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Creating Pockets of Story: Expand Inward

photo adapted / Horia Varlan

In college, I was in a dance improvisation company that gave me a healthy appreciation of the way constraining creativity can help it move forward. Our on-the-spot performances were informed by suggestions from the audience. It usually went something like this.

“What would you like to see a dance about?” our director would say.

“Love,” someone would call out.

“That’s a start,” our director would say, “but we need something more specific. What is the nature of this love?”

Someone else would call out, “A man who loves a dog.”

“Closer. Narrow it more.”

“A man who loves a dog that for some reason can’t walk.”

Bingo. Narrowing the topic made ideas blossom, and a dance was born.


Why limit your story

 What is the difference between “love” and “a man who loves a dog that for some reason can’t walk?”

The first is a generic topic that could go off in a million directions. The sheer number of possibilities can be paralyzing.

The second has rails that inspire, inform, and guide story movement.

A man who loves a dog that for some reason can’t walk might stand still, petting the dog, while the rest of the world goes by. He might carry the dog everywhere in a backpack; set it beside him on a chair in an outdoor café. Another type of man might drag the dog around, insisting that the lazy dog’s discomfort would eventually inspire him to use his legs, while yet another might manipulate the useless limbs, praying all the while, hoping that consistent attention might bring about a miracle. The man might decide that a dog was meant to run free, and conclude that the most loving thing to do would be to put the dog down.

Imagine that this man is a character in your novel. Maybe the novel isn’t about the man and the dog, specifically, but this relationship is simply a fact of the character’s existence. How he acts would tell us a lot about his character, wouldn’t it? The situation would create interesting limitations around the character’s ability to engage in other aspects of the story.


Specificity breeds universality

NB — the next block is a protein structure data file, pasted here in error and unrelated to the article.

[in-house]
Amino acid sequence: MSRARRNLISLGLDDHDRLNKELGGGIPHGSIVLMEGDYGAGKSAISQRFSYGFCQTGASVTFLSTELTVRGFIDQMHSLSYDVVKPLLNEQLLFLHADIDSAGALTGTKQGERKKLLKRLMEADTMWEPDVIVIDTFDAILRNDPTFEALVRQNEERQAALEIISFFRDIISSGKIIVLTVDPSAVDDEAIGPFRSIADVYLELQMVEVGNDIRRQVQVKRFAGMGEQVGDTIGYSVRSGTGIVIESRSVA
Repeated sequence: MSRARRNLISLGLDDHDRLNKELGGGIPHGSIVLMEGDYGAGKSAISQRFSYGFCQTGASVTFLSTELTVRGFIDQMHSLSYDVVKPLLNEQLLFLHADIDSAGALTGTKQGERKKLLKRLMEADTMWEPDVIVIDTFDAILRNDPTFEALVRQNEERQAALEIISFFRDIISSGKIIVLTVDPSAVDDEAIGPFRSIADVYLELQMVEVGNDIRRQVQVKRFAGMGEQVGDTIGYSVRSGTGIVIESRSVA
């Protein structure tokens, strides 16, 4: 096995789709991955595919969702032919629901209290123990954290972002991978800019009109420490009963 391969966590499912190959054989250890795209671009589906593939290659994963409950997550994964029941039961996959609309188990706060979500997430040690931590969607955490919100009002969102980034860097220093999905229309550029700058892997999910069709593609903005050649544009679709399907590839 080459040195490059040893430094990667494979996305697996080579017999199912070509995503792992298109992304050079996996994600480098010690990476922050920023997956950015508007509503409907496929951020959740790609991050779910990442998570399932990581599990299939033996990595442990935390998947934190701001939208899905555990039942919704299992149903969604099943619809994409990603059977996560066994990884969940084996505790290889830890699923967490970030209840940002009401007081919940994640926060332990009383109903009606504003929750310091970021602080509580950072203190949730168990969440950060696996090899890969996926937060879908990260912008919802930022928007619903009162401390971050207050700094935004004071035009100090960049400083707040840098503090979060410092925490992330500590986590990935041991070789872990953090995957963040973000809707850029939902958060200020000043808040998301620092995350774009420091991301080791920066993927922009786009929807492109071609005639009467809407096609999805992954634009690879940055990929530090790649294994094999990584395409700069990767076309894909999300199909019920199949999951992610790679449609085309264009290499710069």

You know what the man in love with the dog reminds me of? Writing a novel manuscript.

A manuscript doesn’t have working legs. Without a publisher it can’t go anywhere. It may never have legs, despite the way you manipulate its limbs and cover it with prayer. Yet you love it, and so you take it everywhere in your mental backpack. Only you can decide when it’s time to put it down.

The late film critic, Roger Ebert, explained the importance of a story’s specificity while reviewing Brokeback Mountain, based on Annie Proulx’s story about two gay cowboys:

Strange but true: the more specific a film is, the more universal, because the more it understands individual characters, the more it applies to everyone. I can imagine someone weeping at this film, identifying with it because he always wanted to stay in the Marines, or be an artist or a cabinetmaker.

If I had been watching a dance troupe riff on the generic concept of “love,” I never would have drawn meaning about my manuscript. It took a man and a dog who couldn’t walk to get me there.


Expand inward through pockets of story

Constraining your story helps it stay on its rails. When it hits the boundaries you’ve set, you can still expand it—by moving inward.

You can study this technique in Sag Harbor, in which author Colson Whitehead stitches together pockets of story that illuminate his characters. Benji, the narrator, reflects on spending the summers of his youth in an all-black community in the Hamptons. At every turn, he uses setting details—such as this passage’s charcoal briquettes—to deepen characterization:

Kingsford charcoal, my father’s fuel of choice. When it came to grilling, anyway. The coals rustled out of the big blue-and-white bag onto the grate. Gravity had a design, tossing them in a certain arrangement. My father had his own laws, a precise concept of fire formation honed over the years. To people like you and me, a briquette is a briquette. Not to him. He seemed to analyze each coal individually, taking measure of its strengths, deficits, secret potential. The diamond in the darkness. He knew where they needed to go, recognizing the uniqueness of each cube and determining where it fit with the rest of the team. He assembled the pyramid meticulously, perceiving the invisible—the crooked corridors of ventilation between the briquettes, the heat traps and inevitable vectors of released energy, any potential irregularity that might undermine the project. The sublime interconnectedness of it all. He asserted his order. Built his fire.

Whitehead goes on like this for two more long paragraphs. When on occasion someone else would come along and offer up an alternate fire building technique, “My father glared at them like the imbeciles they were, spatula a-dangle.”

You know this character. He could have been your high school choir director or football coach, your corporation’s human relations manager or your mother. We recognize him through the way he lights a charcoal fire, in a delightful pocket of story that allowed Whitehead to expand his story inward.

Have you ever set a limit that expanded the creativity in your story? If so, what kind? Is “expanding inward” a story-starting technique for you, or something you add in later drafts?

About Kathryn Craft [1]

Kathryn Craft is the author of two novels from Sourcebooks, The Art of Falling and The Far End of Happy. Her work as a freelance developmental editor at Writing-Partner.com [2] follows a nineteen-year career as a dance critic. Long a leader in the southeastern Pennsylvania writing scene, she leads writing workshops and retreats, and is a member of the Tall Poppy Writers. Learn more on Kathryn's website.